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Friendly Enemies

Colum Kenny writes: It was a cutting line of poetry. And coming from the much-admired WB Yeats it presumably damaged the late Arthur Griffith’s reputation. To be described by the winner of the Nobel Prize in Literature as staring “hysterically” from your formal portrait was no compliment. But Yeats’s concept of hysteria is questionable. He used it to counter Griffith’s criticism of his own evolution from subversive political nationalist to aspiring cultural internationalist.

When Sir John Lavery painted a portrait of Arthur Griffith in London in 1921, his sitter was heading the Anglo-Irish treaty negotiations there with Lloyd George. De Valera had stayed in Ireland, while Lavery and his wife hosted dinner parties to facilitate Collins and Griffith. The painter was completing a series of political portraits, including some of the Irish treaty team, that would culminate a few months later in his well-known painting of Michael Collins laid out in state.

Apart from the absence of any evidence that Griffith was hysterical, Lavery’s political portraits were destined for commercial reproduction as prints intended to earn the artist money. In such circumstances Lavery was unlikely to represent harshly the character of his sitters. Today Lavery’s portrait of Griffith hangs in Dublin City Gallery/The Hugh Lane. It is reproduced here by kind permission of that institution and readers may judge it for themselves. Griffith was exhausted and ill by the time it was painted, and to the present author’s eye there is no sign of “hysterical pride” in his stare.

Yeats and Griffith had once been close politically. Fellow members of the Irish Republican Brotherhood, they publicly opposed both the Boer War and royal visits to Ireland. They protested when inexpert British chauvinists dug up the Hill of Tara in a foolish search for the Ark of the Covenant. Each in his own way was besotted by Maud Gonne. Griffith boosted the Yeats family in the pages of his United Irishman newspaper – as I have demonstrated in some detail in my recent book about Griffith. Biographers of Yeats have not paid sufficient attention to the poet and playwright’s relationship with “the father of Sinn Féin”, whose weekly paper Yeats publicly praised. Robert Brennan, sometime Irish ambassador to Washington and director of Radio Éireann believed that there was truth in his acquaintance Griffith’s claims that the latter even helped Yeats to find the right ending for his key theatrical triumph, Kathleen Ni Houlihan.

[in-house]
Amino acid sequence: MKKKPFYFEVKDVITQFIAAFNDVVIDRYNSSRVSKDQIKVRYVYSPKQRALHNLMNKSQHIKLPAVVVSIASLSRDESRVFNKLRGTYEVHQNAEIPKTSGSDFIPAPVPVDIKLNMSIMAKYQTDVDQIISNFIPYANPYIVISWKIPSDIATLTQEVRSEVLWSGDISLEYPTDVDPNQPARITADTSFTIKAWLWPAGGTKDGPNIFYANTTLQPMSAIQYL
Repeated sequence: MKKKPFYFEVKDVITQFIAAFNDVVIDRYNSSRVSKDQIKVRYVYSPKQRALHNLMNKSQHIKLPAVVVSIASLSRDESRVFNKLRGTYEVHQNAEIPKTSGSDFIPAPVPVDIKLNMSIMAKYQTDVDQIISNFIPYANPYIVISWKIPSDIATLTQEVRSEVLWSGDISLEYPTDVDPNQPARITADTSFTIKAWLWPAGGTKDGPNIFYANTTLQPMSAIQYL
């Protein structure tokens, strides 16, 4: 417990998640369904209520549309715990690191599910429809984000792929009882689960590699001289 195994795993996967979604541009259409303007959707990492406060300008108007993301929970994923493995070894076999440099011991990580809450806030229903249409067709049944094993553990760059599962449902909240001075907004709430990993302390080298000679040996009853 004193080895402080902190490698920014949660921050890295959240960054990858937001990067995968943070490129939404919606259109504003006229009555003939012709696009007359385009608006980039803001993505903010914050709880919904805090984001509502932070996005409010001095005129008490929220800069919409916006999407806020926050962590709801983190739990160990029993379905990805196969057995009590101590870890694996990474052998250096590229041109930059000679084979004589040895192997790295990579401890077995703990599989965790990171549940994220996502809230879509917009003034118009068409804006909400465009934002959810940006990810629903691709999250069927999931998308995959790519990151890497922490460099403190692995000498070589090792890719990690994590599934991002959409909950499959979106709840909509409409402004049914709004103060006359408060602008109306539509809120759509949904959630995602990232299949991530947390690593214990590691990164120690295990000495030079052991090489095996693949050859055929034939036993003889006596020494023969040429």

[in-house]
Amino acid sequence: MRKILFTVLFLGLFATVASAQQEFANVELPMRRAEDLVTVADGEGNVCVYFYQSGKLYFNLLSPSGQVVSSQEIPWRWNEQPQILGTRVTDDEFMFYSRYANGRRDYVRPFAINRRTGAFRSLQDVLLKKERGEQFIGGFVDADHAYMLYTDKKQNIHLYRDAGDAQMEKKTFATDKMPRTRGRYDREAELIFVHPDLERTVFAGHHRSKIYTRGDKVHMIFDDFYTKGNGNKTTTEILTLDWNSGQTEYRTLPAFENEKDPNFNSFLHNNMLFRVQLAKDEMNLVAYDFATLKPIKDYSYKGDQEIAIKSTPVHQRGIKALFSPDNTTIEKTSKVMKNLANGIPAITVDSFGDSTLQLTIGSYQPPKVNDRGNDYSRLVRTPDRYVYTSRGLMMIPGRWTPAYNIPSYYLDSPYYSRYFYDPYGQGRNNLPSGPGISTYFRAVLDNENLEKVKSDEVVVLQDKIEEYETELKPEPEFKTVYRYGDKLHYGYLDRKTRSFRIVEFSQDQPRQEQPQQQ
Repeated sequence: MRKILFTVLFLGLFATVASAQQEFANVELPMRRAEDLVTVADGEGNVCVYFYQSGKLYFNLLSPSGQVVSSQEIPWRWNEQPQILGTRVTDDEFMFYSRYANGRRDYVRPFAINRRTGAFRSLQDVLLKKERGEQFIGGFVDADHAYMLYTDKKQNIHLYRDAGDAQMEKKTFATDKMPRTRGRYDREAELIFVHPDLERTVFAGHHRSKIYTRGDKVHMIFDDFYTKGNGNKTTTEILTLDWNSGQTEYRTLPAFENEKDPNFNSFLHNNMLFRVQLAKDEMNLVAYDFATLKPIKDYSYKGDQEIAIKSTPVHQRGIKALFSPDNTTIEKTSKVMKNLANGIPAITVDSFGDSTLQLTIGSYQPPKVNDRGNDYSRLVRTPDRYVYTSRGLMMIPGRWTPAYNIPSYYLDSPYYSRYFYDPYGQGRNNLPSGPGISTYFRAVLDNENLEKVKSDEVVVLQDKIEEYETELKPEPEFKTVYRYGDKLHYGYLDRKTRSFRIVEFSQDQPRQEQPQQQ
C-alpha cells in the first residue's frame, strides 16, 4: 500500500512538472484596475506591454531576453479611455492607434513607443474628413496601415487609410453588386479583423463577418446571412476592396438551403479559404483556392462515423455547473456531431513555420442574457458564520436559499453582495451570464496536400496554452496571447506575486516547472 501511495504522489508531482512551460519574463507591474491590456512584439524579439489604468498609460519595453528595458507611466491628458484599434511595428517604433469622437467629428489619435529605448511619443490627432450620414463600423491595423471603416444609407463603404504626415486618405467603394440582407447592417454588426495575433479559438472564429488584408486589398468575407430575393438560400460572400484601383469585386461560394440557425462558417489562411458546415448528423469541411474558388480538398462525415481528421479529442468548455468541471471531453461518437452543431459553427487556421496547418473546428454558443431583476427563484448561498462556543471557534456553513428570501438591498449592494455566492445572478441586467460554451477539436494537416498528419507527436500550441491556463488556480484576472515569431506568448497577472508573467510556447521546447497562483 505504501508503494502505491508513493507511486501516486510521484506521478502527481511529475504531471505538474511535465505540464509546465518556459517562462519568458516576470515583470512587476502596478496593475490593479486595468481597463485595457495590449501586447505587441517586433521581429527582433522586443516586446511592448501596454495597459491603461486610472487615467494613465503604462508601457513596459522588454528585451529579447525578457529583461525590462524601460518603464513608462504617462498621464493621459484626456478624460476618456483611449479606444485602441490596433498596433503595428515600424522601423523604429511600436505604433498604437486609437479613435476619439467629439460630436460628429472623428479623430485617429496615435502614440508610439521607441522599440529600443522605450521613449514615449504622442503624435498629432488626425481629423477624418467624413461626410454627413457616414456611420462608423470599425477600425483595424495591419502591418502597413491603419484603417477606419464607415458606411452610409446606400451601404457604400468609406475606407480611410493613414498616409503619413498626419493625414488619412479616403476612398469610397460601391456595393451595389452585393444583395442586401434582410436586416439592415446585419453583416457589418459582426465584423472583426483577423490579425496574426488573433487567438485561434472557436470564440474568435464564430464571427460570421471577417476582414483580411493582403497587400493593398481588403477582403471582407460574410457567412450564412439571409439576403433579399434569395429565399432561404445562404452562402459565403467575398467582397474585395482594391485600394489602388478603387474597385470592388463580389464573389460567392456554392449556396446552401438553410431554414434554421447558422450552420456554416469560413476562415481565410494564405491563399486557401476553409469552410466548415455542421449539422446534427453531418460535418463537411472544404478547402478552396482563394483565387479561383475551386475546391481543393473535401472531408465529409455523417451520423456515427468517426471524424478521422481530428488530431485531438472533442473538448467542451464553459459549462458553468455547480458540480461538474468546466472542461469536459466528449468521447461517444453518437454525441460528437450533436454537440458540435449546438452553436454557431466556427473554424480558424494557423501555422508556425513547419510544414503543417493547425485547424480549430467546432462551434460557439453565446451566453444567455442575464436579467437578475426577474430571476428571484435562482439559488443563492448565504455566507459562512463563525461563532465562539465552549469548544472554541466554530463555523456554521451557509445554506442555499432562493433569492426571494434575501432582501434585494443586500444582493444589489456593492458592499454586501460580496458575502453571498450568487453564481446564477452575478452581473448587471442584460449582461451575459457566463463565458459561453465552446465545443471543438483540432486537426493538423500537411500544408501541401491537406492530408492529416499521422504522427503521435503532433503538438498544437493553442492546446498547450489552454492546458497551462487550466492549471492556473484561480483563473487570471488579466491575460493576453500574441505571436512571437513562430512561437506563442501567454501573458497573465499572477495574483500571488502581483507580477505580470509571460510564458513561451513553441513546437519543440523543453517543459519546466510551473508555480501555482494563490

To exaggerate or misrepresent Griffith’s personal role in respect of the Playboy controversy in particular does him a disservice while doing Yeats a favour. For it distracts attention from the latter’s earlier ambitions, which were less mainstream cultural than advanced nationalist. It is salutary to recall James Joyce’s malign satisfaction at the time of the Playboy “riots” that “the Irish Theatre will beat Y[eats] and L[ady] G[regory] and Miss H[orniman], which will please me greatly, as Yeats cannot well hawk his theatre over to London …”

Griffith was single-mindedly intent on independence and was intolerant of divergence or distraction from that priority. But pride was not a hallmark of his public persona. He had “no go in him for the mob” as Joyce has a character say in Ulysses. Having yielded the presidency of Sinn Féin to de Valera to avoid division, he was about to yield the future premiership of the emerging Irish Free State to Michael Collins. Indeed Griffith’s wife, Mollie, said that he told her in London that he intended to quit active politics. In the event, he collapsed and died in August 1922, his heart broken by civil war.

In 1923 Yeats actually paid Griffith a warm tribute in Seanad Éireann, when the poet was one of just a handful of senators who bothered to take the opportunity of a Bill making provision for Griffith’s widow to honour the memory of a man whose role already made both sides emerging from the civil war uncomfortable.